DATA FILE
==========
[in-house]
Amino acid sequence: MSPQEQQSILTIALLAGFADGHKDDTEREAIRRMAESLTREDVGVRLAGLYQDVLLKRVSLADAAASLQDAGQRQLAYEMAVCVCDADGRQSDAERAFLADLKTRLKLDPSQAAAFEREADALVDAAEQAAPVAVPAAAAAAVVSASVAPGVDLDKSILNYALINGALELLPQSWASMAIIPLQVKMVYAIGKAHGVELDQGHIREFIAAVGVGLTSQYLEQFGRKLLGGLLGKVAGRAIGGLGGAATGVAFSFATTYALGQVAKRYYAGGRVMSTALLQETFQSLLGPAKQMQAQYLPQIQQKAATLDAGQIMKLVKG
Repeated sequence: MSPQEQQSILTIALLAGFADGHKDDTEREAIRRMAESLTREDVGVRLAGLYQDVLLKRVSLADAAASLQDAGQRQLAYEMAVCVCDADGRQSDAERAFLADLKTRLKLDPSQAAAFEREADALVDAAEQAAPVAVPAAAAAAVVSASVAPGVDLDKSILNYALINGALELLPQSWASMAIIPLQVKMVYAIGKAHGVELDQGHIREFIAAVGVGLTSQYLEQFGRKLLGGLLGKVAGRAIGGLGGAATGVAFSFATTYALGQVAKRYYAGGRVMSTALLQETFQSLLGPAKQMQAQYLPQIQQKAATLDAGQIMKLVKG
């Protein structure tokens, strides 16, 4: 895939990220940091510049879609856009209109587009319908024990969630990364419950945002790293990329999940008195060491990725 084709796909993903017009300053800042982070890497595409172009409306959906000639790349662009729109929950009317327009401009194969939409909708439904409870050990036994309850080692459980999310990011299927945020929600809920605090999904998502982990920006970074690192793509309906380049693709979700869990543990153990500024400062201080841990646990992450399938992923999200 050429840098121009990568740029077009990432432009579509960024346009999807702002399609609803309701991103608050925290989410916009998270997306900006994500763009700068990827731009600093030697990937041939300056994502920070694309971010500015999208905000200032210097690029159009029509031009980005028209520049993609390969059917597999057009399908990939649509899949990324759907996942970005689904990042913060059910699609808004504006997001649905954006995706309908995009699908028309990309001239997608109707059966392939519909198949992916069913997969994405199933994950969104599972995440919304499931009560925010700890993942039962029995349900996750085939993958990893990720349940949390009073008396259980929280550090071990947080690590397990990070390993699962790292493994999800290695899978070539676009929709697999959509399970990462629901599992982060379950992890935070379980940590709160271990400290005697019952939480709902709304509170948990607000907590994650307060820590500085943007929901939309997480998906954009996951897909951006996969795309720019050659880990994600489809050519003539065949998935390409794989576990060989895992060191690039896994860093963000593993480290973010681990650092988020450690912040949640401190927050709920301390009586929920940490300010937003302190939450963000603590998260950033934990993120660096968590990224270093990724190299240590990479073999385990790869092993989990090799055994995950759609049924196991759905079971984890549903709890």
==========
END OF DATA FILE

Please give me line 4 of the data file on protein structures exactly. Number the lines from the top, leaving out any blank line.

């Protein structure tokens, strides 16, 4: 895939990220940091510049879609856009209109587009319908024990969630990364419950945002790293990329999940008195060491990725 084709796909993903017009300053800042982070890497595409172009409306959906000639790349662009729109929950009317327009401009194969939409909708439904409870050990036994309850080692459980999310990011299927945020929600809920605090999904998502982990920006970074690192793509309906380049693709979700869990543990153990500024400062201080841990646990992450399938992923999200 050429840098121009990568740029077009990432432009579509960024346009999807702002399609609803309701991103608050925290989410916009998270997306900006994500763009700068990827731009600093030697990937041939300056994502920070694309971010500015999208905000200032210097690029159009029509031009980005028209520049993609390969059917597999057009399908990939649509899949990324759907996942970005689904990042913060059910699609808004504006997001649905954006995706309908995009699908028309990309001239997608109707059966392939519909198949992916069913997969994405199933994950969104599972995440919304499931009560925010700890993942039962029995349900996750085939993958990893990720349940949390009073008396259980929280550090071990947080690590397990990070390993699962790292493994999800290695899978070539676009929709697999959509399970990462629901599992982060379950992890935070379980940590709160271990400290005697019952939480709902709304509170948990607000907590994650307060820590500085943007929901939309997480998906954009996951897909951006996969795309720019050659880990994600489809050519003539065949998935390409794989576990060989895992060191690039896994860093963000593993480290973010681990650092988020450690912040949640401190927050709920301390009586929920940490300010937003302190939450963000603590998260950033934990993120660096968590990224270093990724190299240590990479073999385990790869092993989990090799055994995950759609049924196991759905079971984890549903709890």